Tamarind Chicken with Mangos**

6 tamarinds, shelled (or 3 tablespoons prepared pulp)
2 tablespoons hot tap water
½ cup chicken broth
Dash hot pepper sauce
1 teaspoon cornstarch
¼ cup peanut oil or vegetable oil
4 chicken breasts, skinned, boned
cut into bite-sized strips
1 tablespoon minced fresh ginger root
1 clove garlic, finely chopped
1 cup mango or 2 fresh peaches or nectarines
peeled, pitted, thinly sliced
3 green onions, sliced
Dash hot-pepper sauce
hot cooked rice

Remove strings from tamarind pulp. Place the pulp in hot water for 15 minutes. With the back of a spoon, mash pulp in liquid to release juices and loosen pulp. Discard skin and seeds. Place chicken pieces in a shallow dish. Spoon tamarind extract over chicken. Cover and chill in refrigerator for 1 to 24 hours.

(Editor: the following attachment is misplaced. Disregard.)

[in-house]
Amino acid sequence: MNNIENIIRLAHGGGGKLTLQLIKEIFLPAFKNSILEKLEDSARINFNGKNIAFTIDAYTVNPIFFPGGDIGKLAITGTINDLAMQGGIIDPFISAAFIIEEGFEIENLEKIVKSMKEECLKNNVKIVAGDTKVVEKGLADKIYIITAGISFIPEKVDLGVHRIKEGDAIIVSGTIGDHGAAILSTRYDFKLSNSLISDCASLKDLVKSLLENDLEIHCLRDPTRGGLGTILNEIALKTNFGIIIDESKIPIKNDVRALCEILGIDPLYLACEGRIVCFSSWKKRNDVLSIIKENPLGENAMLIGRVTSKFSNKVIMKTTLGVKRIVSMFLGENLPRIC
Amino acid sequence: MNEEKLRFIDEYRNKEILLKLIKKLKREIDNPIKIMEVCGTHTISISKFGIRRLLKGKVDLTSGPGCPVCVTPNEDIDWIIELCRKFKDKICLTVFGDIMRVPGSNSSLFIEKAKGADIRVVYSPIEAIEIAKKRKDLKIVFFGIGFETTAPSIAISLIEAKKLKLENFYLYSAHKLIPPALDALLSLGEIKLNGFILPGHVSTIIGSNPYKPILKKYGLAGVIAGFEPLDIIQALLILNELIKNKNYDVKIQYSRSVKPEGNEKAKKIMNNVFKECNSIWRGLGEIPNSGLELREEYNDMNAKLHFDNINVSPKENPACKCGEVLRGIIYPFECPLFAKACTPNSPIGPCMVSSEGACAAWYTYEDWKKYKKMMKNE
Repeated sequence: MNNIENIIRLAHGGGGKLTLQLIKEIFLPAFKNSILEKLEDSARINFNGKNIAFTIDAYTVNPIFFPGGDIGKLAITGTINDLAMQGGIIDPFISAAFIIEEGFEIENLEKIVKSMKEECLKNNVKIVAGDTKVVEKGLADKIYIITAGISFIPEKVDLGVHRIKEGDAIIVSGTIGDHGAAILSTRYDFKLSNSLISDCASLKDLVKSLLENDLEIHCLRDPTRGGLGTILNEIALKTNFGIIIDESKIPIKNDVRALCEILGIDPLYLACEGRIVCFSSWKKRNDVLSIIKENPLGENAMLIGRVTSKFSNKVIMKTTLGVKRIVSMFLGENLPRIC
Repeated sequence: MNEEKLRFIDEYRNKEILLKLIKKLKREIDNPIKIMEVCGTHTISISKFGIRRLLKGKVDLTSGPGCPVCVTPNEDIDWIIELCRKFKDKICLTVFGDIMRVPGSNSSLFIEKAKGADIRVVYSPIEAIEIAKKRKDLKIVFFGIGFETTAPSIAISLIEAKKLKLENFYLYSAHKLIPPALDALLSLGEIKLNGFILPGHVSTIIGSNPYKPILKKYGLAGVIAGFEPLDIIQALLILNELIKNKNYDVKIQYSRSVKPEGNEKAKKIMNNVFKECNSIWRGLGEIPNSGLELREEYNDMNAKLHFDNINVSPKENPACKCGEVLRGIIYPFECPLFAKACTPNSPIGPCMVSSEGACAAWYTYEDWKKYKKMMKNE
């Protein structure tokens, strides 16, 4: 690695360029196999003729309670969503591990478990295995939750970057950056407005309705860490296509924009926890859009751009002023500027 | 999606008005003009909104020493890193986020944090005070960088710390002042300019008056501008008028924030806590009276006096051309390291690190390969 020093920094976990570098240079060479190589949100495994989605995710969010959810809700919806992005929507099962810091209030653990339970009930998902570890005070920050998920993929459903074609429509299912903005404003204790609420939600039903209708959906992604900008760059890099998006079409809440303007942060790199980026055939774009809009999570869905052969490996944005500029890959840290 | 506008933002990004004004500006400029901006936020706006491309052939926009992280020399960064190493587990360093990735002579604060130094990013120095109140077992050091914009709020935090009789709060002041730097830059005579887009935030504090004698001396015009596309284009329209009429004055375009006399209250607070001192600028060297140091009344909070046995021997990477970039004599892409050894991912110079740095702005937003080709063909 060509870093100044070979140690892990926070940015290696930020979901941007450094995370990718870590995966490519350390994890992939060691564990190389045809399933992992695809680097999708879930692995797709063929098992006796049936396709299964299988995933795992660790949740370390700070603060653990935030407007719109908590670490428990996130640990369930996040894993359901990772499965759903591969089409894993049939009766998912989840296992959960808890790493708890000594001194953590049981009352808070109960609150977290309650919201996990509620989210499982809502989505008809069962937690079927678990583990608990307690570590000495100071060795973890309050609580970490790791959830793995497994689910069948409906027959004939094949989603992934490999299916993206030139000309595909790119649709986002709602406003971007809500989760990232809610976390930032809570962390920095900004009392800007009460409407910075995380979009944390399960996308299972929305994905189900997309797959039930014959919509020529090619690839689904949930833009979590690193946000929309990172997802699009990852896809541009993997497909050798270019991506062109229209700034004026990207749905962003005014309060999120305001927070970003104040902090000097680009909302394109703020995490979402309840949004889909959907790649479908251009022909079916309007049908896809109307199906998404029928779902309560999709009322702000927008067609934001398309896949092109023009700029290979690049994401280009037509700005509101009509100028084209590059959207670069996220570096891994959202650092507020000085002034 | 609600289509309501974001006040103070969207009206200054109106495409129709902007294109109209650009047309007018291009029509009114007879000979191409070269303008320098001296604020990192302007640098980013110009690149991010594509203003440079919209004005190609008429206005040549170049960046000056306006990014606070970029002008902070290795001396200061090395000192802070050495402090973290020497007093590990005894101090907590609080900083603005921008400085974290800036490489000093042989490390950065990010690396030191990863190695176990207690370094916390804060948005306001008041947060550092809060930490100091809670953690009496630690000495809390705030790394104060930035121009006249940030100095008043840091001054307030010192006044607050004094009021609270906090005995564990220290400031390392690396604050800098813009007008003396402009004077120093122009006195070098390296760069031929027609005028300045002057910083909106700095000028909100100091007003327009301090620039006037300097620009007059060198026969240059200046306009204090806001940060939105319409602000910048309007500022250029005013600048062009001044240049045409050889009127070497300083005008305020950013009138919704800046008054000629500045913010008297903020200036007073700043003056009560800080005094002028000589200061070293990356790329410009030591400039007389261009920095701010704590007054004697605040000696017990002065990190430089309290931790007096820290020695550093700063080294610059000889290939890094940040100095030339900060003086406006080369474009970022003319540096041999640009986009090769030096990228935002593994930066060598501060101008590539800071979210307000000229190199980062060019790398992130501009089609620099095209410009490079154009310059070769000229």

Stir together broth, hot pepper sauce and cornstarch. Set aside. In wok or large skillet, heat 2 tablespoons of oil. Stir-fry chicken pieces with ginger root and garlic approximately 3 minutes or until plump. Remove from wok. Add a little more oil, if necessary. Stir-fry mangos with green onions for 2 minutes. Remove from skillet. Stir broth mixture, and pour into center of wok. Cook and stir until mixture bubbles. Add chicken and mangos back to pan, and toss to coat with sauce. Cover and heat 1 minute more.

Serve with rice. Makes 4 servings. Preparation time: 20 minutes.

*Reprinted with permission from The Rare Fruit and Vegetable Council Cookbook by the Rare Fruit and Vegetable Council of Broward County, Inc., Davie Florida.

**Reprinted from: International Produce Cookbook and Guide, by Marlene Brown, 1989, with permission from Price Stern Sloan, Inc., Los Angeles.



This document is Fact Sheet FCS 8537, one of a series of the Department of Family, Youth and Community Sciences, UF/IFAS Extension. Publication date July 2004. First published as SS-HEC-27, May 1993. Revised August 2007. Reviewed: November 2010 and November 2013. Please visit the EDIS website at